The drive up to Logrono the next day was much shorter and we passed through some spectacular scenery.

We’d been to Navarrete before, staying in the campground just south of the town.  This time we were in a hotel that used to be a seminary – it was also very nice.

Our friend Richard met us there around 6:00, delivering two cases of Rioja and some floor polish for Joyce and Tony back in France.  He also gifted us with some local chorizo that he says is very tasty, although quite spicy – we’ll have to eat it sparingly!

The last day of travel was somewhat longer, but not stressful.  In fact getting past Bordeaux was possibly the best ever – hardly even had to slow down, let alone the usual bumper-to-bumper crawl.

Getting to Mansle in late afternoon we had time to go down to the bar and were warmly received by Edith and Sylvain, as usual.

Riding Flats and Finally Getting Deliveries

We’ve gone on a few more nice, slightly longer rides.  A couple of times to Taberno for coffee, also to Los Cerricos, again for coffee.  The little bar cat has had her kittens but we’re not sure how many – she looks like a baby herself but apparently this is her second litter.

Another ride was to Chirival, and it ended up taking much more time than expected as there was a diversion just before the town that sent us west.  We knew we were going a bit far out of our way when Colin hit a large, unexpected pot-hole and got a flat!

Even the smaller roads here are in so much better condition than almost all the roads in Italy that perhaps we weren’t being as careful as usual.  In any case we made our way to a nice cafe on the ‘main’ east-west road through the town and had a nice coffee.  Then Colin hopped on my bike and rode back to the house to pick up the car and return to retrieve me and his bike.  The wait wasn’t too bad – I had one of his phones so was able to read the news, etc, and also they had a very nice red wine.

A few days later we rode towards Albox and stopped for a coffee – we were halfway back when two things happened.  The first was seeing an old woman hand-washing her laundry in the water channel.  My first thought was ‘oh, she’s getting free water’ – then Colin mentioned that if we were downstream from her we could be brushing our teeth in water she’d used to wash her knickers in – yuck!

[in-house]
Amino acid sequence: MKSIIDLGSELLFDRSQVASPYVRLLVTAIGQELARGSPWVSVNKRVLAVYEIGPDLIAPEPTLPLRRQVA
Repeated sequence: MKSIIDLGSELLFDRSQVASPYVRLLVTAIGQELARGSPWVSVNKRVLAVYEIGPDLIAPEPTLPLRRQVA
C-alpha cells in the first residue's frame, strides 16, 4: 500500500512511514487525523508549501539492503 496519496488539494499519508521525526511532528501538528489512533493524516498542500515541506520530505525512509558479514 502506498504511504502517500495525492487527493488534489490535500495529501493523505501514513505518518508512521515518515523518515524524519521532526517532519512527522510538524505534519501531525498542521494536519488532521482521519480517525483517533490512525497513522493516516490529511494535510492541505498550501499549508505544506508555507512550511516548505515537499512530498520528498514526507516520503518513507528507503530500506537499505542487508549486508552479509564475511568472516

We were a few km further on when once again Colin had a flat – this time the front tire went.  Luckily we weren’t too far from Las Pocicas, where once again he rode my bike home while I sat and enjoyed another nice red wine.  I especially like it when it’s chilled, and it’s always served chilled in Spain.

We’ve been out for lunch a few times now – twice to the restaurant in Los Cerricos.  We’re usually one of the first tables to order food as they eat so late here.  The last time we went the place ended up being totally packed – I had a delicious pork loin dish with fries, with enough left over for at least one more meal at home.

We’ve been watching the Vuelta on tv rather than going to the north coast as we normally would.  They moved down to our area on the rest-day and young Remco is still in the overall lead.  He rode a blistering time-trial yesterday and we just hope he can hold on for another 10 or 11 stages.  There are others I would cheer for as well if he cracks in the mountains, though.

Finally we had some deliveries get to us – IKEA met us at the restaurant/gas station and we exchanged one of our light fixtures that had been missing a piece for another that was complete.  Then a couple of days later the bathtub finally arrived – the delivery company had it for 3 weeks and it finally took Carlos (our plumber) to speak with them for them to bother finding us.

Another thing that got completed was the metal gate being installed for the french doors – it was the only really vulnerable entrance to the house so now we feel a bit better about our security.  They also fixed a metal plate to the bottom of the new gate in the back wall so Henry can’t squeeze through any more – he seems a little confused that he can’t get out now.